Share this article:
Arousal in Neurological and Psychiatric Disorders
Most books deal with only a single disease or with only psychiatric disorders or only neurological disorders. Arousal in Neurological and Psychiatric Disorders details the similarities (which are considerable) across the spectrum of arousal problems, as well as the differences between disorders and what these problems mean for patients. Emphasis will be on how disorders of arousal help explain a host of symptoms in neurological and psychiatric disorders. For example, what does the schizophrenic patient look like, how is he described? “Loss of affect”. What does the Parkinson’s patient look like? “Masked facies”. What does the Alzheimer’s or depressed patient look like? Blank stare, lack of spontaneous facial movement, lack of expression. They are called different things in different patients but are all basically the same expression and are mainly due to the same cause, decreased frontal lobe blood flow, which is highly indicative of increased arousal.
Chapter 8 – Arousal and the Alzheimer disease is available to read now on ScienceDirect for a limited time.
The book aims to focus attention on dysregulation of arousal, which is found in all of the neurological and psychiatric disorders described. The benefit comes from the understanding of the basic mechanisms that modulate arousal in health but also in disease, and also from the realization that therapies that address arousal dysregulation can alter the severity and manifestation of multiple disorders. The most significant contribution is that this book describes the physiology of each process, how it is disturbed in each disorder, and what the most appropriate treatment(s) should be. The second contribution is the understanding of the Reticular Activating System as a complex not only modulating waking, but which is also in charge of survival mechanisms such as fight vs flight responses and reflexes. The full spectrum of these functions helps explain the complexity of symptoms evident in such disorders as disparate as schizophrenia and Parkinson’s disease. The purpose will be to develop an understanding of this homeostatic mechanism that has synergistic action with other such mechanisms as appetite. No books in the market deal with the function of the RAS with respect to higher functions, motor control, and the intertwining of arousal and motor disorders. This has great explanatory power when considering treatments for neurological and psychiatric disease
Most books in the field of neurology or psychiatry deal with one disorder or present a tome of symptomatology and treatment, e.g. “Neurological disorders, course and treatment”. Or they present an overview of a host of disorders with listings of either basic or clinical findings without explanatory power, such as “Neurological and Psychiatric disorders”. There is a great need to address the mechanisms that control waking and arousal, and especially how those mechanisms malfunction in specific neurological and psychiatric disorders, which this book aims to meet.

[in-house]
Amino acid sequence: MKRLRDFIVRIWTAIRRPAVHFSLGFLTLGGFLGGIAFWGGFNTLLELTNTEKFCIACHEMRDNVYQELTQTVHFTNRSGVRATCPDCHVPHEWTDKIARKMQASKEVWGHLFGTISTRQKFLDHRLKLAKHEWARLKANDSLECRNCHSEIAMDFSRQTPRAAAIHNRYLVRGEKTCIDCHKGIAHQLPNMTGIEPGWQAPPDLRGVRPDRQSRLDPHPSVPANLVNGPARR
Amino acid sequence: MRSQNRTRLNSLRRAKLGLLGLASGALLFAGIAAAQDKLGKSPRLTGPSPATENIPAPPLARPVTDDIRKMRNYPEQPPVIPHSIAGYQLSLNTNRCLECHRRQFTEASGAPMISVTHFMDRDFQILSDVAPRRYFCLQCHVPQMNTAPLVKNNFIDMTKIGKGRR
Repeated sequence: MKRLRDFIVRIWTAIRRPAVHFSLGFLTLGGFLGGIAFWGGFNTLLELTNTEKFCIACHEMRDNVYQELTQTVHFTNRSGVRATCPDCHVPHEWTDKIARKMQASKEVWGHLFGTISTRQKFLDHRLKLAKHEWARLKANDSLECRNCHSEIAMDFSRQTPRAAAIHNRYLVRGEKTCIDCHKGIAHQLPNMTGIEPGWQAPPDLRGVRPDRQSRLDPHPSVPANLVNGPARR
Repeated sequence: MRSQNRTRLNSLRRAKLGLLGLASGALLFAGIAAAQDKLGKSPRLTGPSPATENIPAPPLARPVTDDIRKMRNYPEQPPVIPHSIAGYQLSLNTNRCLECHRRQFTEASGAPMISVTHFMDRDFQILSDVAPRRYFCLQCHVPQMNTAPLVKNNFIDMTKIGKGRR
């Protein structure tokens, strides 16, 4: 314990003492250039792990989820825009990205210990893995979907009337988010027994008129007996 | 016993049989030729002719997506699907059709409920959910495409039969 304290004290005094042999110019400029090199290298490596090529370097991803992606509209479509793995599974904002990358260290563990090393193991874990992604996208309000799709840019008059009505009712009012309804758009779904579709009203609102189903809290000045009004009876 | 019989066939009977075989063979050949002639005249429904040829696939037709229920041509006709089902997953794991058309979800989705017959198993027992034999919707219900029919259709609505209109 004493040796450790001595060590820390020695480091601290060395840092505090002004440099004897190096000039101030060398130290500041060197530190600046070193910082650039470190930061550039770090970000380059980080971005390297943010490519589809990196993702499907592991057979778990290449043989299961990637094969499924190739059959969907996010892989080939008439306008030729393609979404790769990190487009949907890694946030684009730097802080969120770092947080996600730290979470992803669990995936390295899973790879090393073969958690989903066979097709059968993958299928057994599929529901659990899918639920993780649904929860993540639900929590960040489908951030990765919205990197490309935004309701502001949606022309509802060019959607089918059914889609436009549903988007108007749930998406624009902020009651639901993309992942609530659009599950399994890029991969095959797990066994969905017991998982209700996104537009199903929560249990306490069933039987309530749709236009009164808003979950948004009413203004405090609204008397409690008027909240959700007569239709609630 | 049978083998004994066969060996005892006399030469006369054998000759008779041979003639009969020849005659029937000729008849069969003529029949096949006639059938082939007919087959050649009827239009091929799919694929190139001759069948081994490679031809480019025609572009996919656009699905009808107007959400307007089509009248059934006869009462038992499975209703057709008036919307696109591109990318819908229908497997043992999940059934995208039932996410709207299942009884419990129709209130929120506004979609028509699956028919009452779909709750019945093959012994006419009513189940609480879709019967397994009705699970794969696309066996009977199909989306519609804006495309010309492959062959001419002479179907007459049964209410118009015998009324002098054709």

About the book
- Provides a comprehensive overview of the basic mechanisms behind dysregulation of arousal in neurological and psychiatric disorders
- Describes, in detail, the function of the Reticular Activating System with respect to higher functions, motor control and the intertwining of arousal and motor disorders.
- Covers multiple neurological disorders, including epilepsy, Alzheimer’s disease, Parkinson’s disease and autism
The book is available now on ScienceDirect. For a limited time you can read Chapter 8: Arousal and the Alzheimer disease. Want your own copy? Order via the Elsevier Store and enter code STC319 at the checkout to save up to 30%
About the Editor:
Dr. Edgar Garcia-Rill is a Professor of Neurobiology and Developmental Sciences, and Psychiatry in the College of Medicine at the University of Arkansas for Medical Sciences (UAMS). He also holds graduate faculty appointments in the Neurobiology and Developmental Sciences and Interdisciplinary Biomedical Sciences program. He is the Director of the Center for Translational Neuroscience, a Center of Biomedical Research Excellence.
The scientific study of the nervous system is entering a new golden age. Researchers and clinicians continue to advance the treatment of conditions such as Alzheimer’s syndrome, Parkinson’s disease, epilepsy, and traumatic brain injury. Public initiatives like the federal Brain Research Through Advancing Innovative Neurotechnologies (BRAIN) program in the United States, announced in April 2013, ensure that funding and resources will continue to be applied to this rapidly growing field. Elsevier’s journals, books, eBooks, online references, and tools are respected around the world for everything from physiology and pathology to behavioral genetics and nerve repair. Our publications are a gateway to the latest advancements in neuroscience research and leading-edge data for professionals, students, and academics alike.